Meanwhile, Gabrielle is desperate. Violently accosted by one of her late husband’s creditors, she barely escapes an attempted kidnapping, but without the necklace, she’s unable to pay the debt. Desperate for funds, she plots with her housekeeper and Lady Diana, to steal the necklace from Ramsey, but that same evening she’s approached – in secret – by the Scarlet Pimpernel. Having learned of Gabrielle’s exceptional skills as a thief (come on!), he needs her help to free a mother and daughter imprisoned in La Force prison. The Scarlet Pimpernel asks Gabrielle to travel to revolutionary Paris, steal a valuable bracelet and use it to barter with the head guard for their freedom and Gabrielle knows she can’t refuse. The mission conveniently provides her a way out of London and a hiding place from her creditors so, despite the fears and objections of her friends, she agrees to help and departs… only to discover her nemesis, Lord Sedgwick, is also en route to Paris.
I want to tell you that from this flimsy, ridiculous premise, things improve. But they don’t. Amidst the backdrop of the ghastly revolution in Paris, smack dab in the middle of the Reign of Terror, Gabrielle and Ramsey somehow partner up and find themselves in increasingly improbable and impossible situations. Neither wants to trust the other, and Ramsey suffers increasing guilt about his role, but every moment they spend together is alternately full of their mutual naughty, lascivious thoughts and fearful paranoia about their dangerous mission. Reader: Paris is dangerous and their position is precarious. But somehow their mutual lust is always at the forefront of their every interaction. I lost count of the number of times I rolled my eyes in incredulity – wondering just how or why Ms. Galen thought this dark, tense setting was an appropriate backdrop for these two silly, fumbling, horny spies. The addition of secondary characters willing to help them – even after they repeatedly demonstrate a lack of skill as either spies or thieves – is similarly off-note. I don’t want to spoil the conclusion of the novel except to tell you it’s neat, tidy and I might have said – “oh, come on! Really? I’m supposed to believe that?” Okay, I said that.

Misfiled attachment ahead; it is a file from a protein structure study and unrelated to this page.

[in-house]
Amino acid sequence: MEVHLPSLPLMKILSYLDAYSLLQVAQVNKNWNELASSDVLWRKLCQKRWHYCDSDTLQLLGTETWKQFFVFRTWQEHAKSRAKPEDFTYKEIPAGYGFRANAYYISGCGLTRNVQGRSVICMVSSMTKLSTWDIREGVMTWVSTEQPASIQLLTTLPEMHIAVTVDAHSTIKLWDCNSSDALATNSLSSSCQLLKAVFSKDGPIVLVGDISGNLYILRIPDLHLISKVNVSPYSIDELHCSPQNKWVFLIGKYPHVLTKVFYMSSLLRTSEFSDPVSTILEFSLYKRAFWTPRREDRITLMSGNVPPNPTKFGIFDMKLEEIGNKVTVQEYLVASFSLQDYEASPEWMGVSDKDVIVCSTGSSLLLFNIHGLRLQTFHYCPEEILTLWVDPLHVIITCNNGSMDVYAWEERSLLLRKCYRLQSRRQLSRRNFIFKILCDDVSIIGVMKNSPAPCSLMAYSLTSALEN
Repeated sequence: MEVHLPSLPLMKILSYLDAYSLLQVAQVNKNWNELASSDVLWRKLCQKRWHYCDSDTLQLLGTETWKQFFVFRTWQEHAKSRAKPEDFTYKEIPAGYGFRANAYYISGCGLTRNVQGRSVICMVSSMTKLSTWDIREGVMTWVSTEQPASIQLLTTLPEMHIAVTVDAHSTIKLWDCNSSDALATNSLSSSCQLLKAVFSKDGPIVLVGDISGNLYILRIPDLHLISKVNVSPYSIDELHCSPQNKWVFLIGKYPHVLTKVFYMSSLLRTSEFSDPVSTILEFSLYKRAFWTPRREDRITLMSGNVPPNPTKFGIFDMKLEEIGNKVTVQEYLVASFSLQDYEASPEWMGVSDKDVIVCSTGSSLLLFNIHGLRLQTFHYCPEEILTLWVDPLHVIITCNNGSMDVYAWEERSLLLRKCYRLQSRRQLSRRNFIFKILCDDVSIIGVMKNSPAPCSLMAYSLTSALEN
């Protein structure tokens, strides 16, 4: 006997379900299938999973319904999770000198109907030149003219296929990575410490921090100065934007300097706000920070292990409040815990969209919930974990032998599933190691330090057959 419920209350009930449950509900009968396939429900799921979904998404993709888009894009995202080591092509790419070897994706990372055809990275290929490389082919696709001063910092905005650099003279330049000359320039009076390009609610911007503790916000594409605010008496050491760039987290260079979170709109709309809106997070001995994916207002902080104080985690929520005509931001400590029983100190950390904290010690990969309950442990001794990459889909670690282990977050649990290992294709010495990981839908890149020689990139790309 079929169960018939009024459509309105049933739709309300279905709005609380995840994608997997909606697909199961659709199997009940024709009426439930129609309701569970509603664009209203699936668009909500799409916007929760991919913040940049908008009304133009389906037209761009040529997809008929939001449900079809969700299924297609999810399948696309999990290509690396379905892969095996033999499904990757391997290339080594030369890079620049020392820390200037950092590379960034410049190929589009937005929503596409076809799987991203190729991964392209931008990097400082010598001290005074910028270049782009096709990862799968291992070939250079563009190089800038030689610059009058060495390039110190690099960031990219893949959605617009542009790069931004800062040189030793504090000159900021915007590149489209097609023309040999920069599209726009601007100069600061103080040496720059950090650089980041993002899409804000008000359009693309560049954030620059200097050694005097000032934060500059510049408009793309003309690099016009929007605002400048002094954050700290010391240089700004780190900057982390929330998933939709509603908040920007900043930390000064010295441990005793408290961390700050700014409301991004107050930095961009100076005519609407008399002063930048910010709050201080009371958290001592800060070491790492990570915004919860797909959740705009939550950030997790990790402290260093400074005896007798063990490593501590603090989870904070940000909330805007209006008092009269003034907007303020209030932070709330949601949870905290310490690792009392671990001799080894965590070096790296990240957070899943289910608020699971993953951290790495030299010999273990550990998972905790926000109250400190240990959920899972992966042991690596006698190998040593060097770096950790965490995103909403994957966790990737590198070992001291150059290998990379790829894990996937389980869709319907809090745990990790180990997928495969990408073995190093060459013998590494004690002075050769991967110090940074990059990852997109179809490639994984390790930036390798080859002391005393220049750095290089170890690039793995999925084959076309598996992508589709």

I liked the people Ms. Galen wanted her principals to be – sexy, flirtatious, clever and deeply affected by their feelings for someone they decided was off limits long ago. Plagued with doubts – about each other, the relationship between them that might have been, what they’re doing together now – it’s easy to see how they struggle to accept the inevitable outcome of their partnership in France – that they’re meant to be together. Unfortunately, saddling the two of them with backstories that demonstrate a history of poor decision making and a willingness to do or say whatever it takes to save their own skins, made it difficult for me to accept their miraculous transformations into law abiding, inherently honest and good people. Positioning the Scarlet Pimpernel as some sort of omniscient father figure – capable of: running a secret spy ring, benevolently paying off gambling debts, and interceding with the King to help individuals who play footloose and fancy free with the truth of his origins… well, I liked the idea more than the execution.
Traitor in Her Arms dashed my hopes for the exciting premise of this novel and the series to come. The characters are flawed men and women I struggled to like or root for, and none of the secondary characters introduced in this novel left me eager for more. The revolution in France is a dark and ugly period in history; it’s no place for fools stumbling about trying to save the poor souls imprisoned on its shores. I was disappointed in this story and this couple.